Dave Dombrowski dug his grave in a business he doesn't appreciate


BOSTON – Ten months after filling the great sports community of New England with pride, Dave Dombrowski was fired, perhaps extemporaneously, as the head of baseball operations for the Boston Red Sox.

Dombrowski, a four-decade-old executive in the majors and one of the few who has won rings with clubs from both the American League and the National League, was separated from the redheads minutes after Sunday night's defeat against the New York Yankees, and officially announced, on Monday, in a brief message, whose first paragraph summed up the divorce process:
"The Boston Red Sox announced today that they separated from baseball operations president Dave Dombrowski," the club said.

There was no fanfare or ceremony. Not even a simple press conference where the respected executive had the opportunity to express his feelings or his bosses to outline in details, the reasons that drove the decision making now and not after the end of the season.

Boston starts the week with a 76-67 mark, a loss of being officially eliminated from the race for the Eastern Division of the American League and eight games of the second wild card spot. En route to the ninth scepter of its history, the troop led by Puerto Rican Alex Cora won 108 regular series games and then had 11-3 in the postseason last year.
But there is no thanks in professional sport. Justify your salary or you are a dead man.

Boston paid Dombrowski for doing a job every year since 2015– and will continue to pay him in 2020, when his current contract will end, but three consecutive division titles and the commissioner's trophy were not enough to prevent the start, which better managed, could be more honorable.

Dave Dombrowski: his lack of aggressiveness to seek reinforcements before the change deadline. However, he deserved a more dignified exit after putting together a champion team less than a year ago. Bill Sikes / AP Photo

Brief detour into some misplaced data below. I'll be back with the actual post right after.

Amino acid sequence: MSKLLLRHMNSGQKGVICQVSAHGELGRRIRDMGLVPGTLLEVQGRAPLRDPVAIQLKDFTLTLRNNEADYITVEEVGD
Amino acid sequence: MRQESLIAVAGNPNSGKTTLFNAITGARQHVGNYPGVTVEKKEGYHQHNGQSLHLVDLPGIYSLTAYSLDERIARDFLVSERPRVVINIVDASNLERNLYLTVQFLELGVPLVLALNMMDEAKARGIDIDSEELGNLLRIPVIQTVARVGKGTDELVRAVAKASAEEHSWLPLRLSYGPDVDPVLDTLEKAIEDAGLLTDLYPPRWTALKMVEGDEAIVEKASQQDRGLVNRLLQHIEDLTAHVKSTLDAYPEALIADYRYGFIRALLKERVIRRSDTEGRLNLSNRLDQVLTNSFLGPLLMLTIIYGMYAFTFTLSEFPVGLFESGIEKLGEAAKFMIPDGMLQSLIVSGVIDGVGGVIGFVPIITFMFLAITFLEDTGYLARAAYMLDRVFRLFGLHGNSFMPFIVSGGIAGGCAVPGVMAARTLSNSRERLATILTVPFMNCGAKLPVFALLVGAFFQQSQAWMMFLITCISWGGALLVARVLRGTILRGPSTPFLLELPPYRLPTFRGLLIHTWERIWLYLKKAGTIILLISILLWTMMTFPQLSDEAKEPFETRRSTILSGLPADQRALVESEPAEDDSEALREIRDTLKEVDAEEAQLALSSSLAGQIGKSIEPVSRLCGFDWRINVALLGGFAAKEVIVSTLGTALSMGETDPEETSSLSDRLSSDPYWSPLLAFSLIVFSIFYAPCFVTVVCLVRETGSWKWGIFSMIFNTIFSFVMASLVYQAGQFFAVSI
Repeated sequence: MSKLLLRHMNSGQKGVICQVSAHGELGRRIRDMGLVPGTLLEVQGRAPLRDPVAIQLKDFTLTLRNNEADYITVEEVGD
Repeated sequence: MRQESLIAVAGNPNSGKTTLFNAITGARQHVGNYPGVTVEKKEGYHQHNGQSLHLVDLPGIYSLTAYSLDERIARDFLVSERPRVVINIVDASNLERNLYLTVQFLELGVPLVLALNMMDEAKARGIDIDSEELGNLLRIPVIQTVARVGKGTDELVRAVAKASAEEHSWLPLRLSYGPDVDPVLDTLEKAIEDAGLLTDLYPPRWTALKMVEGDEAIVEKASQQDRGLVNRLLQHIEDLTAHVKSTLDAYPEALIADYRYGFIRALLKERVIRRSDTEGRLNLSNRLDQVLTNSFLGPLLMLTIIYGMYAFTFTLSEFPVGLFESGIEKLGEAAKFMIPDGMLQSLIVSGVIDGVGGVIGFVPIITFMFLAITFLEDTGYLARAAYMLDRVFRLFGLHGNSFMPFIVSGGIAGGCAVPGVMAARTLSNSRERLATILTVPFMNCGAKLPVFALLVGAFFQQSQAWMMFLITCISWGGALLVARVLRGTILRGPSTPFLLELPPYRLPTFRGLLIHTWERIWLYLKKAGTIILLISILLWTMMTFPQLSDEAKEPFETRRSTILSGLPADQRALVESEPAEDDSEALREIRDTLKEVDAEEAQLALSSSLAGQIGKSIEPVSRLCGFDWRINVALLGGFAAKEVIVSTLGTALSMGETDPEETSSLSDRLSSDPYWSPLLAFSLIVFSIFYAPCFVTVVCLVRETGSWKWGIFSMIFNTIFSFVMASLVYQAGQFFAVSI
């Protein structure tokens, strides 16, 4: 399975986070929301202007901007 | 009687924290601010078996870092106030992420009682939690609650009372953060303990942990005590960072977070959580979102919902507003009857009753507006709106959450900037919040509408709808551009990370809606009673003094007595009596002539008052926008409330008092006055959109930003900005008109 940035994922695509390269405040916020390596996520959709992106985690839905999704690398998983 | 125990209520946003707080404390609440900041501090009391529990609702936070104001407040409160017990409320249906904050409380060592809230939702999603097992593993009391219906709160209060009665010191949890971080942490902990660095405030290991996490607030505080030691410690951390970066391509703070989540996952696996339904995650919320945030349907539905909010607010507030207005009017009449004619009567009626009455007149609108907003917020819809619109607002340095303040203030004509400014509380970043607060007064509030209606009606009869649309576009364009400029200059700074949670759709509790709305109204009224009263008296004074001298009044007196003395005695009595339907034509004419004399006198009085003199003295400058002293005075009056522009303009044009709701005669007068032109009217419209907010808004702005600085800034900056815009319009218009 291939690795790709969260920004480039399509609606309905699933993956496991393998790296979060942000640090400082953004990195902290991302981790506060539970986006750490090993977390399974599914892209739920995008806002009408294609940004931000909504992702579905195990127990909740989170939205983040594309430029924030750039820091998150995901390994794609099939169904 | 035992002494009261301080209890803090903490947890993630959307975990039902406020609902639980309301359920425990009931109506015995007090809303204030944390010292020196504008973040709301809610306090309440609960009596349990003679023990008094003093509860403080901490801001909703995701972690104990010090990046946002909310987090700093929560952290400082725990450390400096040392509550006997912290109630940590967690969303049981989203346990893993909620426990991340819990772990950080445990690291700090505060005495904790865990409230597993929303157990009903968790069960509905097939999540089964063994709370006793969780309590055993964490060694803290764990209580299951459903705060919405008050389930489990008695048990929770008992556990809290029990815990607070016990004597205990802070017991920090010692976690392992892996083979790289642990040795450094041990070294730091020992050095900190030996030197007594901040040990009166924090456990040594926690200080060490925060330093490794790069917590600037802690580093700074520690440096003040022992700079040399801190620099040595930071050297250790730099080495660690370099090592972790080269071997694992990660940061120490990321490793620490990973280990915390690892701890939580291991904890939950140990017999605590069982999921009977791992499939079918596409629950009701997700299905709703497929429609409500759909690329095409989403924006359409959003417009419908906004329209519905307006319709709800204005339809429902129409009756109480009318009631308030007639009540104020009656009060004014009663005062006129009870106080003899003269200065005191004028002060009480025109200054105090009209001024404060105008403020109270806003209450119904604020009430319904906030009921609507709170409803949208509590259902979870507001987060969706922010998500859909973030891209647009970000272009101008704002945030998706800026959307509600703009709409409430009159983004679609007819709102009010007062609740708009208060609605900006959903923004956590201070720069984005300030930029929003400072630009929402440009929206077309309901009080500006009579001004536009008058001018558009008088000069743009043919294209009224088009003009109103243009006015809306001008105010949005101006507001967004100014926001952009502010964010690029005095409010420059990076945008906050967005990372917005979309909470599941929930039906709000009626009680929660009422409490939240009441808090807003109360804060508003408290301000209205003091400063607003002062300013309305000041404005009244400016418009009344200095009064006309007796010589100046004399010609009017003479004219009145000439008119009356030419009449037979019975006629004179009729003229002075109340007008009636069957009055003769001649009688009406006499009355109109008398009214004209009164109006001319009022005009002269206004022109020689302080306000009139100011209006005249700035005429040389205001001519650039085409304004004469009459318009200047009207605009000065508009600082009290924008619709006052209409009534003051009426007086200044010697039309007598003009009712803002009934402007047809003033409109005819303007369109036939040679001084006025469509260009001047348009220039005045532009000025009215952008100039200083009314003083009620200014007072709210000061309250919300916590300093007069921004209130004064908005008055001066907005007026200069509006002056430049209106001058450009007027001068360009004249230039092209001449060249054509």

"Four years ago, we faced a critical decision about franchise management," said John Henry, the majority owner of the franchise.

"We were extraordinarily fortunate to be able to bring Dave to lead baseball operations. With a World Series Championship and three consecutive East American League titles, he has consolidated what was already a career in the Hall of Fame." Henry.

We will be clear. Dombrowski is not exactly a victim in this story.

The veteran executive began digging his own grave with his statements that tried to explain why he was not more aggressive on the deadline for changes to try to reinforce the battered Red Sox pitcher's body, which at that time still had high hopes for Reach the playoffs to try to defend your scepter.

The reliever corps, which was effective at 4.53 in the season and 5.18 in July, was at that time the biggest concern, although being fair, the starters haven't done much better after more than five months of the season.

"I think if we were closer to the first place, it would have been more open to other things," Dombrowski said of the exasperating tranquility that the Red Sox showed in the market on July 31, when it was clear that they needed much more than the right Andrew Cashner, acquired from the Baltimore Orioles, to improve his postseason pretensions.

"We are fighting for a place. We hope to win the division. But, realistically, we are playing for a wild card. So you are playing for a wild card of a game. And I see it a little different as to what you are willing to to do and the risk he is willing to assume. "

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Basically, Dombrowski informed the ardent fan of one of the most important sports franchises in the world and, not least, the current champion of his league, that betting heavily on reinforcements would be logical if they were trying to win the division, but that It was not worth it for a position like 'wild card'.

Completely unacceptable.

Dombrowski said that when Boston was nine games from first place, but less than two games from the two wild cards. Since the wild card position was created in 1995, six teams have qualified in that way to eventually win the World Series, including the 2004 Red Sox, which ended a drought of 86 years waiting for a title.

But even someone who had sentenced his near future deserved a more dignified exit, perhaps a friendly divorce after the last meeting of the regular series, open to the public and the press.

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